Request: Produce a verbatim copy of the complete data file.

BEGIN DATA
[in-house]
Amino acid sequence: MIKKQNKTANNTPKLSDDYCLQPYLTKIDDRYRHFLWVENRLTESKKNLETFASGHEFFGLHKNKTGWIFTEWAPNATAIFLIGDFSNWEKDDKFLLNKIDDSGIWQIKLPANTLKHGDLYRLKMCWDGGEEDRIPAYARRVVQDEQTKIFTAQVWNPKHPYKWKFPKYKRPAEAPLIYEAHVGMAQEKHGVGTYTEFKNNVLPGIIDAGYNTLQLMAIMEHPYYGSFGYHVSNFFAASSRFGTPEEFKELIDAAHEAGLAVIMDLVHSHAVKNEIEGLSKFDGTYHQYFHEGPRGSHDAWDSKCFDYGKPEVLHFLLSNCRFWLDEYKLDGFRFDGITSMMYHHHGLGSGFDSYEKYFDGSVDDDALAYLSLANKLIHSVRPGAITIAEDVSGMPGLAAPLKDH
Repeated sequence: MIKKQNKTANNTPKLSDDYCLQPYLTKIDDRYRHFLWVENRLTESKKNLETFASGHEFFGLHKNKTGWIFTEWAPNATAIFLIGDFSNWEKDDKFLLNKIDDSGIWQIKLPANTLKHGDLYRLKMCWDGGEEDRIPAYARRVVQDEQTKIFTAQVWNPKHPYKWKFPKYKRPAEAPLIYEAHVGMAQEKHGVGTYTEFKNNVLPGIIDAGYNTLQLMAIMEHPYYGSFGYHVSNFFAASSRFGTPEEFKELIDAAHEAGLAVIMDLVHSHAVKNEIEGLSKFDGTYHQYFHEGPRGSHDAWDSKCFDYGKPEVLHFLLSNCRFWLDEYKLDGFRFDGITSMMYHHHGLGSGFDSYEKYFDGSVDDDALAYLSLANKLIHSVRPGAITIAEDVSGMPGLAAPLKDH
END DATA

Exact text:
[in-house]
Amino acid sequence: MIKKQNKTANNTPKLSDDYCLQPYLTKIDDRYRHFLWVENRLTESKKNLETFASGHEFFGLHKNKTGWIFTEWAPNATAIFLIGDFSNWEKDDKFLLNKIDDSGIWQIKLPANTLKHGDLYRLKMCWDGGEEDRIPAYARRVVQDEQTKIFTAQVWNPKHPYKWKFPKYKRPAEAPLIYEAHVGMAQEKHGVGTYTEFKNNVLPGIIDAGYNTLQLMAIMEHPYYGSFGYHVSNFFAASSRFGTPEEFKELIDAAHEAGLAVIMDLVHSHAVKNEIEGLSKFDGTYHQYFHEGPRGSHDAWDSKCFDYGKPEVLHFLLSNCRFWLDEYKLDGFRFDGITSMMYHHHGLGSGFDSYEKYFDGSVDDDALAYLSLANKLIHSVRPGAITIAEDVSGMPGLAAPLKDH
Repeated sequence: MIKKQNKTANNTPKLSDDYCLQPYLTKIDDRYRHFLWVENRLTESKKNLETFASGHEFFGLHKNKTGWIFTEWAPNATAIFLIGDFSNWEKDDKFLLNKIDDSGIWQIKLPANTLKHGDLYRLKMCWDGGEEDRIPAYARRVVQDEQTKIFTAQVWNPKHPYKWKFPKYKRPAEAPLIYEAHVGMAQEKHGVGTYTEFKNNVLPGIIDAGYNTLQLMAIMEHPYYGSFGYHVSNFFAASSRFGTPEEFKELIDAAHEAGLAVIMDLVHSHAVKNEIEGLSKFDGTYHQYFHEGPRGSHDAWDSKCFDYGKPEVLHFLLSNCRFWLDEYKLDGFRFDGITSMMYHHHGLGSGFDSYEKYFDGSVDDDALAYLSLANKLIHSVRPGAITIAEDVSGMPGLAAPLKDH